In the near term, we don't plan to "harvest" anything. We are just building soil. I am going to add a few brush piles (oriental honeysuckle) to decompose and add carbon to the soil.

Unless they change their minds, each son get his own acre to grow whatever he wants. The property is on a pretty busy road. They are [planning to grow produce and flowers to sell on Saturday mornings next summer. They will grow, harvest, and sell what THEY choose. Should be real fun to watch it all. I can't wait to see them "sell" the customers....How much would you pay over "Wal-Mart" prices for healthy, organic, local food that was produced by a little kid?

Thanks for reading. suggestions are always welcome.

What an exciting time to be on this planet!!!

Peace and Love,
5 years ago
Hello Everyone,

I spent a few hours Wednesday visiting a nearby orchard. It was several acres devoted to persimmons and pawpaws. I was blown away. Totally amazing.

The owner of the orchard told me a story about when he visited Purdue University. They had planted several hundred pawpaws in 6 inches of mulch with a built-in irrigation system. All the trees were in full sun. He told them that pawpaws require shade for the first two years. Their response was, "that's just an old wives' tale". About 80% of the trees died in the first two years. He ended the story, "Purdue University shades all of their pawpaw seedlings now"

He uses milk jugs or plastic tubes to shade his trees. He believes full sun is best after two years.

I am going to plant my seeds in shade (from existing trees). If they grow, they will never get full sun because they will be deliberately placed in the under-story. Only time will tell if the pawpaws will thrive in shade as mature trees.

I hope someone benefits from this tip.

5 years ago

My idea was to move the container by the tree while it was still empty. Then fill it with the cold well water using a hose. Not sure how small the hole in the bottom would need to be. Just small enough to allow enough time for the sun to warm the well water to an acceptable temperature. I don't realize the area you are dealing with was so large.

I hope you get relief soon.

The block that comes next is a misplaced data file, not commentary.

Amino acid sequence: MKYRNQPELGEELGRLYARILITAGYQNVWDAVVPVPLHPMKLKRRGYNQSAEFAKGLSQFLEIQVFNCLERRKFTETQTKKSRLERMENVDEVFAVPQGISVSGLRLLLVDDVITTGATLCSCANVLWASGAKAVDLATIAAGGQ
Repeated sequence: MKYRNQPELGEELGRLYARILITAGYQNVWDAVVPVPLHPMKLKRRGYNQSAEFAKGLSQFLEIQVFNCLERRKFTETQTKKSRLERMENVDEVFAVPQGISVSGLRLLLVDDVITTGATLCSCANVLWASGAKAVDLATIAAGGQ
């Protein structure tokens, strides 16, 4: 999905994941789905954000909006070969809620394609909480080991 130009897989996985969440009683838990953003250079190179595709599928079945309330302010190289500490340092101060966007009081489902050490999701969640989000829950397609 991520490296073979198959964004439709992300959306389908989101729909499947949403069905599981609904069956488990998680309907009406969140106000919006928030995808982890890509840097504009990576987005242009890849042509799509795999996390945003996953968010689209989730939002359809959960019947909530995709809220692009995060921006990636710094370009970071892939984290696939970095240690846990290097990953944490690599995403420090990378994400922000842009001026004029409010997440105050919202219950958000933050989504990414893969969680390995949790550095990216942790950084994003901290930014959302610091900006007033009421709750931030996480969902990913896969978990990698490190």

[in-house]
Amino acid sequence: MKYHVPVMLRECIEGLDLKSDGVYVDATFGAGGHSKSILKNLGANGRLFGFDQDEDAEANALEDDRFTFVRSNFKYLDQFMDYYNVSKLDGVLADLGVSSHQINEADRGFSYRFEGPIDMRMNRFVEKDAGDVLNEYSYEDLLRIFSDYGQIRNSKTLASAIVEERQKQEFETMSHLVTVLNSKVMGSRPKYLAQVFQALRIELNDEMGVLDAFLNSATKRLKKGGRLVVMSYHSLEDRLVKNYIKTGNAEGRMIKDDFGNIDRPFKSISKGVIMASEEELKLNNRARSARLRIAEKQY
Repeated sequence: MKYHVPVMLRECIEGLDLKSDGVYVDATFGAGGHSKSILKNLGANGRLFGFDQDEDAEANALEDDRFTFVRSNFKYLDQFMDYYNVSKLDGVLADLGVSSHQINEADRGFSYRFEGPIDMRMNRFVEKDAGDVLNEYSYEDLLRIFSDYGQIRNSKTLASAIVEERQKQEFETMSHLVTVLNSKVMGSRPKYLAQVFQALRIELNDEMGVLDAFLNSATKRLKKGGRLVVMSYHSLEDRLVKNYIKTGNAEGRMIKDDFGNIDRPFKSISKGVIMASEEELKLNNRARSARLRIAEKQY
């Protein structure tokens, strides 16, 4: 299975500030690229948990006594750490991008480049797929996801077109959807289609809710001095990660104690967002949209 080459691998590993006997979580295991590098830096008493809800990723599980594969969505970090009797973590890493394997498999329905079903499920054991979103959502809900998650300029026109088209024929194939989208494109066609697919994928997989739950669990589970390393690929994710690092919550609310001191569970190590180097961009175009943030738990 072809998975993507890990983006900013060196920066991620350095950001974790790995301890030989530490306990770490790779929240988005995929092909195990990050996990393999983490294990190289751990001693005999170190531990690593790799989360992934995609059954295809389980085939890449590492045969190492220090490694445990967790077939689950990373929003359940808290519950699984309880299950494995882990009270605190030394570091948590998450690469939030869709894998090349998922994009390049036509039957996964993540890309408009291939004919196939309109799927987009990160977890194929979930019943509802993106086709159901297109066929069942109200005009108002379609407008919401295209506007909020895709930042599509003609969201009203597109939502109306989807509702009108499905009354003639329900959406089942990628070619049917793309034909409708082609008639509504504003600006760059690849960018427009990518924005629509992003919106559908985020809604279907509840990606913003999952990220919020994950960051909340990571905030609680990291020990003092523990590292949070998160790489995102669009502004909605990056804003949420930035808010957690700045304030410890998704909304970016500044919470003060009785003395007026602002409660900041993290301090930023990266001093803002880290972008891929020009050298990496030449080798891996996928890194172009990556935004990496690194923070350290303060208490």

5 years ago

How about using a trash can (or something similar) and drilling a 1/4 inch hole in the bottom of it? The sun should warm the well water before it drains from the can. You can experiment to determine the correct set-up. A dark can with a dark lid should help absorb the solar radiation.

When I fill the kiddie pool for my kids, they always wanted to jump right in. (Shivering and purple lips did not deter them).

The best solution was to fill the pool a couple hours before swim time without telling the kids. That doesn't help you.
However, I found a nice trick was to turn the water on at the spigot but have the spray nozzle off. I would zig-zag 200 feet of black garden hose on my black driveway. In full sun, the water temperature inside the hose rose quickly. within about 30 minutes the water was hot enough to burn a person. I would then start filling the kiddie pool. I keep filling the pool until the hose water gets down to its lowest temperature. This actually takes a little while because the new water is heated by the hot hose and driveway.

This will work. Just make sure the trash can is in the correct spot before you fill it up. Actually, I think you should use approximately a 30 gallon can and only put 10 gallons in it at a time. Or 5 gallon buckets might work.

A couple of years ago, I figured out my city water was killing my garden. To solve this problem, I filled 5 gallon buckets and let them sit out for at least a day. This allowed the chlorine to evaporate. Every time I watered, I would refill the buckets so they would be ready for the next time. On hot days I would have to wait until after sundown so the water was not too hot for the plants.

Hope this helps.
5 years ago

Miles Flansburg wrote:Howdy Scott, sounds like you have a solid plan to start with and a wonderful piece of land. Pictures would be great !
What types of wild foods/herbs have you identified so far?

Hi Miles,

Thanks for the comment. I will try to post pictures when I get a chance to take a few.

I do not live on the property. So, I have not been able to identify much. I know there was a ton of wild onion that came up this spring. There are a few persimmon trees. I'm told that morel mushrooms are decent. (I'm colorblind). I have not located any elm or ash trees yet. ( I think elm and ash trees have a symbiotic relationship with morels). Lots of oak and hickory trees.
There is a research orchard about 1 mile away. They specialize in persimmons and pawpaws.

Do you consider whitetail deer and turkeys "wild foods"? The deer are overpopulated. No deer hunting for the last 10 years.

I have harvested a few squirrels the last couple of years. My kids liked it, but my wife wanted no part of it!

5 years ago
We went through a horrible drought last year. Something to can you use the drought to your advantage? Examples would be roof repair and invasive removal. The DNR in my state is great. But, somebody, somewhere, missed a great opportunity to knock out the asian carp problem last year. Perhaps now is a good time to install some thing(s) to catch and harvest a large amount of water when the rains return? Observe, adapt. Follow your intuition.

5 years ago